“Are the bacteria infecting copepods? We don’t really know,” she said. “Most people think copepods are passive carriers of bacteria, basically an inert surface.”
Aruda is exploring whether copepods actively respond to bacteria that settle on them, triggering immunological responses. On the flip side of her research, she is examining why bacteria settle on copepods in the first place and whether bacteria are selective about which copepods they choose as hosts.
Searching for telltale genes
To learn how copepods react to Vibrios, Aruda is using the copepod Eurytemora affinis, a speck of an animal 1 millimeter (0.04 inches) long that was the first copepod used in labs to study copepod-cholera links.
She treats Eurytemora with antibiotics to kill previously existing bacteria. With their slates effectively wiped clean, she exposes them to either harmless or harmful Vibrio. In response, genes in the copepods may or may not become activated to create proteins to deal with the infection.
“Does the copepod recognize different Vibrios and respond differently by activating different genes and producing different compounds to combat or encourage them?” she asked.
Aruda uses rapid genetic sequencing to identify which gene sequences in the copepods “turned on” in response to the harmful and harmless treatments. Then she uses a technique called differential expression analysis to match the activated copepod gene sequences to sequences for known immune-response genes in other animals—to see if copepods have immune responses to harmful bacteria.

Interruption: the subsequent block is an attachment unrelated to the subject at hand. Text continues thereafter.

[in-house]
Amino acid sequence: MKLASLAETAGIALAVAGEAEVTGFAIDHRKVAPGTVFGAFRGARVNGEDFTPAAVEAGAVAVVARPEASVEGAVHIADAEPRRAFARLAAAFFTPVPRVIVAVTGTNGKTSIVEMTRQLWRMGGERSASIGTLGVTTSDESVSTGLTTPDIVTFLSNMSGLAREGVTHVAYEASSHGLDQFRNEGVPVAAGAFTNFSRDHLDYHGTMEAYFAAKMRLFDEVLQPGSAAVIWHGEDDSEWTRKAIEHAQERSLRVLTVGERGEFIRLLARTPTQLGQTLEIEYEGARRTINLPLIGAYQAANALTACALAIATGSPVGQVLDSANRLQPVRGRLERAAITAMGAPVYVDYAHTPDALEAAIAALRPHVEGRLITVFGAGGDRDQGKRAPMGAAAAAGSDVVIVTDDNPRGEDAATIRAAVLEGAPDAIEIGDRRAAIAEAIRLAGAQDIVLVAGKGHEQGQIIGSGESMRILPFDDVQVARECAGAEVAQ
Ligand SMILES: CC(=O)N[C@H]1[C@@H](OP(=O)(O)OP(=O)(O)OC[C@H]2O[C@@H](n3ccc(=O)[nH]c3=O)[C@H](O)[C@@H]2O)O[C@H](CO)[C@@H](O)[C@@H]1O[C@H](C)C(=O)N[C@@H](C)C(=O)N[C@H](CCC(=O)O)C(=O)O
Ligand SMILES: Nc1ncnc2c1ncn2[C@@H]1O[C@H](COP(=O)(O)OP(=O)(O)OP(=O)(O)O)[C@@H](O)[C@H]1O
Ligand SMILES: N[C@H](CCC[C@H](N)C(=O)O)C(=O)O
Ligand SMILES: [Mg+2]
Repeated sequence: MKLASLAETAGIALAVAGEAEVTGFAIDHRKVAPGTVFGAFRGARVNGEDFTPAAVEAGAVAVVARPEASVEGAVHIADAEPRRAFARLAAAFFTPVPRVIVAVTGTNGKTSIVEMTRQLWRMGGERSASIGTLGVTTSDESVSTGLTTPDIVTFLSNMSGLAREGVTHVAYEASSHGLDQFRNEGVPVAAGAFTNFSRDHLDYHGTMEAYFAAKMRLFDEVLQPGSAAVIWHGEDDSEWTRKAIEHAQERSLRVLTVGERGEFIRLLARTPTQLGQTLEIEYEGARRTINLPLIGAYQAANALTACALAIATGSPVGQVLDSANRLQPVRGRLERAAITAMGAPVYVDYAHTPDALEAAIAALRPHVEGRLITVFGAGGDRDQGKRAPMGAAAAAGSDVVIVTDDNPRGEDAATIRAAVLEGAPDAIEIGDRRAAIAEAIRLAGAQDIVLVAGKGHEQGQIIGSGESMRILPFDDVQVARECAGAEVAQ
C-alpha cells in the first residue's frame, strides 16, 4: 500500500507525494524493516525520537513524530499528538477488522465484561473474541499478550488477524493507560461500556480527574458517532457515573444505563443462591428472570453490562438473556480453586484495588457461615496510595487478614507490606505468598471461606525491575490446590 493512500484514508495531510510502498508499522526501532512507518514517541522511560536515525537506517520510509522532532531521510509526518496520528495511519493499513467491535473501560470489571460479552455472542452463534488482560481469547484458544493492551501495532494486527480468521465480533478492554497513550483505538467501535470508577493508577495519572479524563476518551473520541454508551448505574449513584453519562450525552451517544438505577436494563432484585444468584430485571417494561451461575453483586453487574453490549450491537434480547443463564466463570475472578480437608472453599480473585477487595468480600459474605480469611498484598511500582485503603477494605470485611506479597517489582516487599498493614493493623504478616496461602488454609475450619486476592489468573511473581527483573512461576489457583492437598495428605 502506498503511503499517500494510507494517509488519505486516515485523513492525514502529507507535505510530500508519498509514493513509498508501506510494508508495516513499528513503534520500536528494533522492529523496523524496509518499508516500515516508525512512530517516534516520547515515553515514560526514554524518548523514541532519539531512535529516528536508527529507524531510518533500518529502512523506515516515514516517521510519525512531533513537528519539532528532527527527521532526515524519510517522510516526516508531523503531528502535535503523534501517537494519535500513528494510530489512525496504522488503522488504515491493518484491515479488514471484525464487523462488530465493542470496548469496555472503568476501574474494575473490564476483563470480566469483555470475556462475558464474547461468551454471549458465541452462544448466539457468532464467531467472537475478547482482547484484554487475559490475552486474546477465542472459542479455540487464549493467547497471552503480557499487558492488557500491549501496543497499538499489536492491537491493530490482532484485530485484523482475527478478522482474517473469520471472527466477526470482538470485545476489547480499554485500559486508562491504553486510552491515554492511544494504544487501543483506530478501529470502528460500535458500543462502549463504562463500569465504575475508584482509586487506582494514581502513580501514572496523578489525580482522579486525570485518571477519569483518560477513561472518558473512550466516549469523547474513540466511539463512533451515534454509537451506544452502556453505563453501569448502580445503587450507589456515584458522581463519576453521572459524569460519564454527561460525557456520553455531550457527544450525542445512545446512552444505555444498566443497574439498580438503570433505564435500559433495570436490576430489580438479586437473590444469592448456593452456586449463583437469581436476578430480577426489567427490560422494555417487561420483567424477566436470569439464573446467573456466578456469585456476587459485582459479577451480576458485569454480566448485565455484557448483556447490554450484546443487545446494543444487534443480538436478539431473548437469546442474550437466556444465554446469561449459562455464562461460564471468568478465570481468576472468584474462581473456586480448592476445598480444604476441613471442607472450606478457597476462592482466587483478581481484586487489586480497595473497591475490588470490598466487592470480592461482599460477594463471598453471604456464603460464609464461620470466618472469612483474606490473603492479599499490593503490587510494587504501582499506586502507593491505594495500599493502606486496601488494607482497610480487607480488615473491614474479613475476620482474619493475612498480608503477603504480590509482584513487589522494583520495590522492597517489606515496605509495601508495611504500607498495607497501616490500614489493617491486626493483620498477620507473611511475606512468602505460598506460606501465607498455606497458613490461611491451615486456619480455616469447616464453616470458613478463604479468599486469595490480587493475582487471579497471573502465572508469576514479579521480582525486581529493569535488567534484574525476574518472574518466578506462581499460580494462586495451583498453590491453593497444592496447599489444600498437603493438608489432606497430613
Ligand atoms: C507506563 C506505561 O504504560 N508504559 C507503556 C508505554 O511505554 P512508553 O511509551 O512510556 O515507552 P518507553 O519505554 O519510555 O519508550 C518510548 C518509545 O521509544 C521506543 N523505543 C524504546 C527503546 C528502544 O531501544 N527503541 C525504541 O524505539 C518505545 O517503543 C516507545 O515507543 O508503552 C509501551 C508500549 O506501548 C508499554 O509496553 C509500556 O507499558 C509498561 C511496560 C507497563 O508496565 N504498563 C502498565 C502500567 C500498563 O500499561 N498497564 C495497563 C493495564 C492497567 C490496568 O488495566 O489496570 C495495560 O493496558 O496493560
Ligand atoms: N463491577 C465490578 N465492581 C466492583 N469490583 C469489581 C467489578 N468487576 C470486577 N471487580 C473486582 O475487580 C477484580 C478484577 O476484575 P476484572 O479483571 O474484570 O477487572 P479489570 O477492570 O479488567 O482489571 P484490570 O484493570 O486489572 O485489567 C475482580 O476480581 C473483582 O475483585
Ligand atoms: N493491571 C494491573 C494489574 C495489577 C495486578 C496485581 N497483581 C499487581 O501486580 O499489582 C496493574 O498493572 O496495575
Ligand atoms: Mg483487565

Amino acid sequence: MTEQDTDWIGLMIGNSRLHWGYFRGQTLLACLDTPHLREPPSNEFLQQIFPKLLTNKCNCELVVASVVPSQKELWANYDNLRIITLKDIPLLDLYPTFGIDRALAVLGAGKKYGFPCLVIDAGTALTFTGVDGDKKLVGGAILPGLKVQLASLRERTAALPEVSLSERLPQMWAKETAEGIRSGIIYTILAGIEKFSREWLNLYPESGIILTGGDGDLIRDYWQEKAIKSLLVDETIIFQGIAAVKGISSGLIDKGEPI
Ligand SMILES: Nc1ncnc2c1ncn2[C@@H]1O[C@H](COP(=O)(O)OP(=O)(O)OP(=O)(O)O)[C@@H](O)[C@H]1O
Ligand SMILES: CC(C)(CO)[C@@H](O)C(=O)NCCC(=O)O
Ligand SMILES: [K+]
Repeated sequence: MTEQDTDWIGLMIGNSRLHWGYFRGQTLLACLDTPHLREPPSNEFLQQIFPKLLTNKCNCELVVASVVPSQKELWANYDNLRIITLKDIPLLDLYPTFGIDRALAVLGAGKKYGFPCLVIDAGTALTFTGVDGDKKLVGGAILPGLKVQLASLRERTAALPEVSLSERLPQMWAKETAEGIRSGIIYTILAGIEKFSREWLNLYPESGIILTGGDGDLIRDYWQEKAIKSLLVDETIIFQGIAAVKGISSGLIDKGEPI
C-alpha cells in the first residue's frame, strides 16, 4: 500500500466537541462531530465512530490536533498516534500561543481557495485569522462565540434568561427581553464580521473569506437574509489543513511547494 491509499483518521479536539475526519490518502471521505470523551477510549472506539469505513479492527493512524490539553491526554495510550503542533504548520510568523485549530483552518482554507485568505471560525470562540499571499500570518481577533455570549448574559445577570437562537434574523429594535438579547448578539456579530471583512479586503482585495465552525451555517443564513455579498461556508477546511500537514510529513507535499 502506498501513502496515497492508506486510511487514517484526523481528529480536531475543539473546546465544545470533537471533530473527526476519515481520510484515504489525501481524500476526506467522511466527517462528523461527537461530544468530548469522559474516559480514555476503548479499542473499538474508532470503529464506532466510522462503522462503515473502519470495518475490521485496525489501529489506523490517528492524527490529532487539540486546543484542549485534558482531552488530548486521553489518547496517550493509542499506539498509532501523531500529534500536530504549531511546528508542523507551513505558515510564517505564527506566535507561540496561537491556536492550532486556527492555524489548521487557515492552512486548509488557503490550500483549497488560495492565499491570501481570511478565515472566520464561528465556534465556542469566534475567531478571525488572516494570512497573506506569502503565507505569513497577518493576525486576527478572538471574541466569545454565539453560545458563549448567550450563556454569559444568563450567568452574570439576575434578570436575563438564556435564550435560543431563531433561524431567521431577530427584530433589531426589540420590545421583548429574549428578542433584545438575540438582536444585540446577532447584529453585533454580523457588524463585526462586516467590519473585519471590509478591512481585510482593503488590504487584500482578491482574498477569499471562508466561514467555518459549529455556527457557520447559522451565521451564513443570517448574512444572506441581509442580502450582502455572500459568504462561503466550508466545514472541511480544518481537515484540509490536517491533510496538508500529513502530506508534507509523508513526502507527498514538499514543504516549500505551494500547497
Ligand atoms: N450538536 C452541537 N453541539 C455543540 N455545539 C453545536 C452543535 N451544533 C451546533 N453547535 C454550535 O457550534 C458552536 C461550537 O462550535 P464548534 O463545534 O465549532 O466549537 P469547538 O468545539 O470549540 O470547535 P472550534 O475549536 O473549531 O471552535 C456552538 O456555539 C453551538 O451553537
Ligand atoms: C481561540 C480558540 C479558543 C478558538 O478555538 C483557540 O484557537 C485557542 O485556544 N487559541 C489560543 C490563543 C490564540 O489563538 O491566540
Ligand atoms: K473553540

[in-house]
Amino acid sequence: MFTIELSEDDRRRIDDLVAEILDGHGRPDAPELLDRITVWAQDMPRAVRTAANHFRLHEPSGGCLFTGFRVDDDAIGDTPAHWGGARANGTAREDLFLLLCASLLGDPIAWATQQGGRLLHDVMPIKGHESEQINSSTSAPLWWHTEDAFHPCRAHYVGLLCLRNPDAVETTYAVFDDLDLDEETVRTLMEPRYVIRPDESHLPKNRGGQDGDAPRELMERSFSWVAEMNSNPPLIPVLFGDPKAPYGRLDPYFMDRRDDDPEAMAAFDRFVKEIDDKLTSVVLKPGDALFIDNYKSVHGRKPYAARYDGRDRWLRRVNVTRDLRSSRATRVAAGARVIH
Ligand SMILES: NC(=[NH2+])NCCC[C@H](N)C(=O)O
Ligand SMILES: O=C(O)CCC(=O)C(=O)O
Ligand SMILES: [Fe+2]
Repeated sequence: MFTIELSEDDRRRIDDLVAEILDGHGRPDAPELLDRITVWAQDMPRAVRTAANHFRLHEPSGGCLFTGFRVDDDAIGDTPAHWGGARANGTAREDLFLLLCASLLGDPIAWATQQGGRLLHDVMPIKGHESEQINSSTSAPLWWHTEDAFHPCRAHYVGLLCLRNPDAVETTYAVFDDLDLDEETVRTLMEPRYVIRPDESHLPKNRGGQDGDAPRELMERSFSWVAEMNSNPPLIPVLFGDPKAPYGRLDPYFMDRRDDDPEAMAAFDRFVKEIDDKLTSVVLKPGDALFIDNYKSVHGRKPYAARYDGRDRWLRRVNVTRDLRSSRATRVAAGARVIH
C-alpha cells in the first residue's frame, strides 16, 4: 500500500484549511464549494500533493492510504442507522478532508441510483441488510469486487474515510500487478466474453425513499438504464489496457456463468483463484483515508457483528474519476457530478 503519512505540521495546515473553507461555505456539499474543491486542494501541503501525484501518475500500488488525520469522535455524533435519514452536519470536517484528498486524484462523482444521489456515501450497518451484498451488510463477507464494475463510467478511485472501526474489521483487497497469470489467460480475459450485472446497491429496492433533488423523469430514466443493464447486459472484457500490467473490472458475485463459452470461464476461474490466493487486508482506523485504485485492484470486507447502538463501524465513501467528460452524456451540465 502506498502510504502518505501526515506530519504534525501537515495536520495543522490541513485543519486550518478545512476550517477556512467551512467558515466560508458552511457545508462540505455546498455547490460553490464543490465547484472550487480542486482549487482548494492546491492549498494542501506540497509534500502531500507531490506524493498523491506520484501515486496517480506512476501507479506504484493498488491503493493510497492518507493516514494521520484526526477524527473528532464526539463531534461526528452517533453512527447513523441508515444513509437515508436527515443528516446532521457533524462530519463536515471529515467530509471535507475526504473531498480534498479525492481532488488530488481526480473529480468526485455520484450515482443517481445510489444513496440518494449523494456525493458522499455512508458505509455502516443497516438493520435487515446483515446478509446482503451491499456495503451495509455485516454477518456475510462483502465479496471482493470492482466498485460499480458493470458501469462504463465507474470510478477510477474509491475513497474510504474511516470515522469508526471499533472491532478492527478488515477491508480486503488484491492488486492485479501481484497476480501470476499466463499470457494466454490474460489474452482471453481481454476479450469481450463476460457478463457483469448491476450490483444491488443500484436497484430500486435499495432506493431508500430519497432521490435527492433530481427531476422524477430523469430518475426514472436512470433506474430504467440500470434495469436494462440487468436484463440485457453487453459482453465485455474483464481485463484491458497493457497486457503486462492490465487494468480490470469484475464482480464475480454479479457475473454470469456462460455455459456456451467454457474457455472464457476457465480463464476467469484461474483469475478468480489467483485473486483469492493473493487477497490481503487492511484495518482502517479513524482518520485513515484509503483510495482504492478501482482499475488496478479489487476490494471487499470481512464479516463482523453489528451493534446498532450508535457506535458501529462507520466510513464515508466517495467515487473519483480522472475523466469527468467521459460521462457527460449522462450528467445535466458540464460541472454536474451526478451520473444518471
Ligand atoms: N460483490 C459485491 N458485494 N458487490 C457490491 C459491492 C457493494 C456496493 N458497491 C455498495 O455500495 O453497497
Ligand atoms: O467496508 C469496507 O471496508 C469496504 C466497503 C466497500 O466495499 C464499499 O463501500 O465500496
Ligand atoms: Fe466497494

If they do, a similar “marker gene” might exist for copepods carrying the cholera bacteria—pointing the way for a test to detect water containing infected copepods and a new method to predict and prevent cholera outbreaks. Inspired by the Colwell’s work in Bangladesh, Aruda relishes the thought that her own research could have beyond-the-lab-bench applications too.
Do bacteria react to copepods?
For her research on how bacteria react to copepods, Aruda is using Calanus finmarchicus, copepods from the North Atlantic Ocean that have two-phase lives: When food is plentiful, they swim actively near the surface; when food is scarce, they go into a dormant stage in deeper waters, sort of the zooplankton equivalent of a bear hibernating in a den in winter.
In 2012, she joined Tarrant and WHOI biologist Mark Baumgartner on an expedition to Norway, going out in boats to deep ocean fjords to collect both active and dormant Calanus copepods.
“I’m looking to see if active and dormant copepods carry different types of bacteria, because their physiology changes so much between these two phases,” she said. “I’m trying to figure out why certain bacteria would want to live on a copepod in the first place.”
Calanus finmarchicus, reaching 4 millimeters (0.16 inches) long, is one of the largest of all copepods.
“It’s funny how what I used to think was ‘big’ has changed,” Aruda said.
As for marine animals of her own? “My roommates and I have a fish named Freckles,” she said. “That’s all I can really care for now!”
Amalia Aruda’s research has been funded by an Environmental Protection Agency STAR Graduate Fellowship, the National Science Foundation Graduate Research Fellowship Program, and the WHOI Ocean Venture Fund.